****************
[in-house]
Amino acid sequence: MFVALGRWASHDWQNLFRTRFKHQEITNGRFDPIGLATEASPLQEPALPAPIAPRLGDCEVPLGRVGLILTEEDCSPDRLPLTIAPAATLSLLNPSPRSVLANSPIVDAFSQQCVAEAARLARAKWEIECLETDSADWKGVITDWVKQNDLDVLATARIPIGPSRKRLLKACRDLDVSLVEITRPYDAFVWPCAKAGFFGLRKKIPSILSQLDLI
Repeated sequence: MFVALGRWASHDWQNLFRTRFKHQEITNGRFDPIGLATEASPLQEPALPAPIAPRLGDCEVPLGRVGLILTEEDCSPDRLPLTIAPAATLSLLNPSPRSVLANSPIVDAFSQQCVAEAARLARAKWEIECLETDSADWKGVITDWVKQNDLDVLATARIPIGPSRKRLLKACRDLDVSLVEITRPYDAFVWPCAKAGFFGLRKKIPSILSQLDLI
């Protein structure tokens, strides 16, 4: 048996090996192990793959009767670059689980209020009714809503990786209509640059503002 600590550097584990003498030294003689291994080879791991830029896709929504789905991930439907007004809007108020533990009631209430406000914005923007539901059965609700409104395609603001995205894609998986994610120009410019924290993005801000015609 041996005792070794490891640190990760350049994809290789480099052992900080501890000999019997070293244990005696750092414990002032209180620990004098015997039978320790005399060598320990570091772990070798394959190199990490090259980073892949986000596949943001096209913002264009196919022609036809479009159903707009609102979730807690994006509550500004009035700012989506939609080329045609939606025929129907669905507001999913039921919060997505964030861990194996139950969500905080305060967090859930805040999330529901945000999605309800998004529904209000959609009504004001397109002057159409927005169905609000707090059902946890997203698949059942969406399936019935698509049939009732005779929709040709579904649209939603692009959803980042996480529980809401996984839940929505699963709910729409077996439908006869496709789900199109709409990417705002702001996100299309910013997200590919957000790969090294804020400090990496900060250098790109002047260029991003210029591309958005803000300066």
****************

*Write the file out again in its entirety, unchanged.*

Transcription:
[in-house]
Amino acid sequence: MFVALGRWASHDWQNLFRTRFKHQEITNGRFDPIGLATEASPLQEPALPAPIAPRLGDCEVPLGRVGLILTEEDCSPDRLPLTIAPAATLSLLNPSPRSVLANSPIVDAFSQQCVAEAARLARAKWEIECLETDSADWKGVITDWVKQNDLDVLATARIPIGPSRKRLLKACRDLDVSLVEITRPYDAFVWPCAKAGFFGLRKKIPSILSQLDLI
Repeated sequence: MFVALGRWASHDWQNLFRTRFKHQEITNGRFDPIGLATEASPLQEPALPAPIAPRLGDCEVPLGRVGLILTEEDCSPDRLPLTIAPAATLSLLNPSPRSVLANSPIVDAFSQQCVAEAARLARAKWEIECLETDSADWKGVITDWVKQNDLDVLATARIPIGPSRKRLLKACRDLDVSLVEITRPYDAFVWPCAKAGFFGLRKKIPSILSQLDLI
């Protein structure tokens, strides 16, 4: 048996090996192990793959009767670059689980209020009714809503990786209509640059503002 600590550097584990003498030294003689291994080879791991830029896709929504789905991930439907007004809007108020533990009631209430406000914005923007539901059965609700409104395609603001995205894609998986994610120009410019924290993005801000015609 041996005792070794490891640190990760350049994809290789480099052992900080501890000999019997070293244990005696750092414990002032209180620990004098015997039978320790005399060598320990570091772990070798394959190199990490090259980073892949986000596949943001096209913002264009196919022609036809479009159903707009609102979730807690994006509550500004009035700012989506939609080329045609939606025929129907669905507001999913039921919060997505964030861990194996139950969500905080305060967090859930805040999330529901945000999605309800998004529904209000959609009504004001397109002057159409927005169905609000707090059902946890997203698949059942969406399936019935698509049939009732005779929709040709579904649209939603692009959803980042996480529980809401996984839940929505699963709910729409077996439908006869496709789900199109709409990417705002702001996100299309910013997200590919957000790969090294804020400090990496900060250098790109002047260029991003210029591309958005803000300066």